A numerical technique, known as quantum Monte-Carlo simulation, allows one to study strongly correlated system by brute-force. However for most realistic situations such method is plagued with the famous "fermion sign problem". This problem is ultimately associated with the Fermi statistics of electrons, namely the quantum mechanical wavefunction changes sign when two electrons are exchanged. In the presence of the minus sign problem it is practically impossible to compute the low temperature properties of a system consisting of a large number of elections reliably. Unfortunately such fermion sign problem is generally present for strongly correlated electron problems unless there is a symmetry to ensure minus signs pair up to give plus sign, i.e. -1 × -1 = + 1.
What is realized in Ref. is that such a symmetry exists for the problem of FeSe/SrTiO3. Because of it Li et al. were able to examine a number of electron-electron and electron-phonon interactions that are potentially responsible for causing the formation of Cooper pairs. (Figuring out which interaction is responsible for the pairing of electrons is referred to as the "pairing mechanism problem").
In particular they were able to determine the size of the binding energy and the symmetry of pair wavefunctions (see Fig.2). The Cooper pair wavefunction is very similar to the molecular wavefunction for, say, H2. It is the quantum mechanical wavefunction of a Cooper pair as a function of the relative coordinates between the two electrons. The symmetry of the pair wavefunction refers to its phase behavior upon rotating the relative coordinate. With the calculated binding energy and symmetry of the pair wavefunction Li et al. can make comparison to experiments and suggest the most likely interaction that triggers superconductivity when there is no SrTiO3 substrate.
In the presence of the SrTiO3 substrate they were able to determine the enhancement of the pair binding energy by the interaction between the FeSe electron and SrTiO3 phonons and confirm that such interaction indeed substantially raises Tc. Based on these results a "phase diagram" like the one in Fig.3 is constructed. There the difference between the red solid circles and open circles reflect the Tc enhancement by the substrate phonons.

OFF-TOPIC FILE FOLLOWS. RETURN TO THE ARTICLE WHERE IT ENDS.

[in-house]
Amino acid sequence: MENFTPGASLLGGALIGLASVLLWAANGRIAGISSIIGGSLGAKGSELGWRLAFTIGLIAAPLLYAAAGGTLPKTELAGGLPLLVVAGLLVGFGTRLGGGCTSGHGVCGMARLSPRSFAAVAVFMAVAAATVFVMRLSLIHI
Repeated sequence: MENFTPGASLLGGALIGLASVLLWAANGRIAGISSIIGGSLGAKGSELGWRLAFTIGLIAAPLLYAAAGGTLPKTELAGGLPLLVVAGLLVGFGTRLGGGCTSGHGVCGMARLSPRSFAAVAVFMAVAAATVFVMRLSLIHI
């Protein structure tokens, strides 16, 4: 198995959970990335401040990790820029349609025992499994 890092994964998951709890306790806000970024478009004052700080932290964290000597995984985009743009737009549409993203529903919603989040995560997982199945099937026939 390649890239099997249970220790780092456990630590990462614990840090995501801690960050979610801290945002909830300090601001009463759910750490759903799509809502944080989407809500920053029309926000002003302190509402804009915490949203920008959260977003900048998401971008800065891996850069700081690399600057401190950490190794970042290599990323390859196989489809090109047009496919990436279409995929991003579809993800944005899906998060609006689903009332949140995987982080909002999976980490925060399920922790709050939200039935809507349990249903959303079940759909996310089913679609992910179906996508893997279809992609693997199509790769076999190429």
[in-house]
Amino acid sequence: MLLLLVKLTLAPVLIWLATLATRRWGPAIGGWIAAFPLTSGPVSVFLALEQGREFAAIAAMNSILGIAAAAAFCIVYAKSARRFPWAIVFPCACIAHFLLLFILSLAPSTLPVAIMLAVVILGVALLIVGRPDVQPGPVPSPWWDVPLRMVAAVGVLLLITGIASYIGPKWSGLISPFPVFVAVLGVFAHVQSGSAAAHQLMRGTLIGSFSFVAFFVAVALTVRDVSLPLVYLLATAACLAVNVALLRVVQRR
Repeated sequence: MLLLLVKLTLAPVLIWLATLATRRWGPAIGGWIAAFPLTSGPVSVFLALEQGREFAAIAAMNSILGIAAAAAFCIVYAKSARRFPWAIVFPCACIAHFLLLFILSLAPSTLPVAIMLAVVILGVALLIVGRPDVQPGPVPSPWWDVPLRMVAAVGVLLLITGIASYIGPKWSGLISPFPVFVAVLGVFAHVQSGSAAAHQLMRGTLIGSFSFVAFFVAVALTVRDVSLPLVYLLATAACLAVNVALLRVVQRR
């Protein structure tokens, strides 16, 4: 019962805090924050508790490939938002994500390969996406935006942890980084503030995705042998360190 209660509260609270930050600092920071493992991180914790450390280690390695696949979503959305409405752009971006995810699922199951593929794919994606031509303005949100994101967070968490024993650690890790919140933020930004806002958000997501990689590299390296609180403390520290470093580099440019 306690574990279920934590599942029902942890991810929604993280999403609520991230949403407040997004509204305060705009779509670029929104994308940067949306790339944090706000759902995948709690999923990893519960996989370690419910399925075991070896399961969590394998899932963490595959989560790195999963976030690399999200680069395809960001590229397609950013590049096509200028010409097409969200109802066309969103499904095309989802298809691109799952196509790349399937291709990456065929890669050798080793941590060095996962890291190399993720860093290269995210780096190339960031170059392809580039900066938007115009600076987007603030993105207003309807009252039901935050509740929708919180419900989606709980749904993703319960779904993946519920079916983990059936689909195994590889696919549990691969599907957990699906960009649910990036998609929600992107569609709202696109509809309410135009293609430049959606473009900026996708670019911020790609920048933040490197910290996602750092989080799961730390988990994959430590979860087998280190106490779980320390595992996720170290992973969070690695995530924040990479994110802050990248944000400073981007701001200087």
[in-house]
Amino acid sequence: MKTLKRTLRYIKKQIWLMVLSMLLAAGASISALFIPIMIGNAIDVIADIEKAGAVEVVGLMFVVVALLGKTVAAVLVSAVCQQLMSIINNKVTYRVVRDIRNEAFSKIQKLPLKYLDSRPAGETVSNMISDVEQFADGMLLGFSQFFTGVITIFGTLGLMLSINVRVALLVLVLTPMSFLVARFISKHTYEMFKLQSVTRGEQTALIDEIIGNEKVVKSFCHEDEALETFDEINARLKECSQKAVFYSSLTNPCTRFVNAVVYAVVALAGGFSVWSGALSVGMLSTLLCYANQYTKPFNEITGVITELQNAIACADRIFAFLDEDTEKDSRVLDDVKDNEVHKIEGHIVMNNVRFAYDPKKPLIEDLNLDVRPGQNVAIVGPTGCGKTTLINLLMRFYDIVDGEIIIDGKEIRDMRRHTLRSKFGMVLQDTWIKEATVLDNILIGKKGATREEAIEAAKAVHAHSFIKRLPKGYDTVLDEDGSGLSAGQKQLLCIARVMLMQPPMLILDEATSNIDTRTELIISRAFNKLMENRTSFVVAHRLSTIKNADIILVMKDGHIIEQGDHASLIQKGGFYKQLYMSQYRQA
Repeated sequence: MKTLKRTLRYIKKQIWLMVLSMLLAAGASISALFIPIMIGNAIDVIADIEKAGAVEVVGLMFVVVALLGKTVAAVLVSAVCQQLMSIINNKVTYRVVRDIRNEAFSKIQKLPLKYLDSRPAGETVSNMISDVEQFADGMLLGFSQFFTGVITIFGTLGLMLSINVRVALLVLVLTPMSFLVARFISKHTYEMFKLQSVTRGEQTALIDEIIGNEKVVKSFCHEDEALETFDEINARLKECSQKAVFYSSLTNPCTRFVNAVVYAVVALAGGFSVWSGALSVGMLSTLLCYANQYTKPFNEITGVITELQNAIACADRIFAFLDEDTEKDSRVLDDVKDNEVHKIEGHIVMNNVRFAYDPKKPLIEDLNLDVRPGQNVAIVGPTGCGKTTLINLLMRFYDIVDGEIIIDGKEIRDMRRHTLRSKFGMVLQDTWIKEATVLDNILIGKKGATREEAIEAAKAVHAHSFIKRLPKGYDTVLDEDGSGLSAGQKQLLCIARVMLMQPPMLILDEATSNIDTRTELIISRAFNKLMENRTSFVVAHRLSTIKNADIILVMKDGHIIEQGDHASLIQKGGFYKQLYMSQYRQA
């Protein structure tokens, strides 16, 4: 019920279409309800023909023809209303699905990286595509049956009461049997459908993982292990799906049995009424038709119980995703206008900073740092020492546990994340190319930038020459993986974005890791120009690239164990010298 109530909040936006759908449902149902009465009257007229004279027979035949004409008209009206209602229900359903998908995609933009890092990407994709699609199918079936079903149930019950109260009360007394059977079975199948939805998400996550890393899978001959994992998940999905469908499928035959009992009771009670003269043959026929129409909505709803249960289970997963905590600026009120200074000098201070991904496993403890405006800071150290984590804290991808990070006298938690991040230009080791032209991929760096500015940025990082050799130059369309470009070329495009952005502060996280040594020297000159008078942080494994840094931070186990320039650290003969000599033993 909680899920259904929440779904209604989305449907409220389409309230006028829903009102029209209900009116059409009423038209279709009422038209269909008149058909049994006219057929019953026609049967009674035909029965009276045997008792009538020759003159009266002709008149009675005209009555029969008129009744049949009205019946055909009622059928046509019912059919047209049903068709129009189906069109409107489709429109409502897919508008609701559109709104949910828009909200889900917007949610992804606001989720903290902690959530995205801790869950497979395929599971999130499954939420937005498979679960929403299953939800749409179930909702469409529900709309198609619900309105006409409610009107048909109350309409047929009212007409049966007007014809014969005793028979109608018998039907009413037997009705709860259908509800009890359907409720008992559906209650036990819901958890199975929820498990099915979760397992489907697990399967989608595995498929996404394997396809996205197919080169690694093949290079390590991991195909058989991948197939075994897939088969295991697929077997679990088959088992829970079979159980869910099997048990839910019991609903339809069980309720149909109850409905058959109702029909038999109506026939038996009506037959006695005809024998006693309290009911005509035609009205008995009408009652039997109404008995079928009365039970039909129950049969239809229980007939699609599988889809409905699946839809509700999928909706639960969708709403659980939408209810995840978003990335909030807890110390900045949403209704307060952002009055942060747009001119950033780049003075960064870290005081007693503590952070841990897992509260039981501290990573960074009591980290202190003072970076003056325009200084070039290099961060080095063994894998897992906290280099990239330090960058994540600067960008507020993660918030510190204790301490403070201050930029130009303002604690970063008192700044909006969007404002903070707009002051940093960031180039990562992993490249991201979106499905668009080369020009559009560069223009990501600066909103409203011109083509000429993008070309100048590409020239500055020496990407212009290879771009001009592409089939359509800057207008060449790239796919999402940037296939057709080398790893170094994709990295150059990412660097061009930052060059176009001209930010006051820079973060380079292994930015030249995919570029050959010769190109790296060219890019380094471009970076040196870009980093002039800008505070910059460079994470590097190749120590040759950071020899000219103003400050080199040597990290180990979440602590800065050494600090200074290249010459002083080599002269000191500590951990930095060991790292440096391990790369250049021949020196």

In addition to its importance to the understanding of high Tc in FeSe/StTiO3 these results also point out two separate but cooperative mechanisms driving high temperature superconductivity. Hopefully it will provide hints for where to find other higher temperature superconducting materials.
To the best of their knowledge, wrote by the four researchers, they have performed "the first numerically-exact sign-problem-free quantum Monte Carlo simulations to study the pairing mechanism in iron-based superconductors."
This research was funded by the National Science Foundation of China (Grant No. 11474175 and 11374018) and the U.S. Department of Energy, Office of Science, Basic Energy Sciences, Materials Sciences and Engineering Division, grant DE-AC02-05CH11231.
See the article:
Zixiang Li, Fa Wang, Hong Yao and Dung-Hai Lee. What makes the Tc of monolayer FeSe on SrTiO3 so high : a sign-problem-free quantum Monte Carlo study. Science Bulletin, 2016. DOI:10.1007/s11434-016-1087-x
Science China Press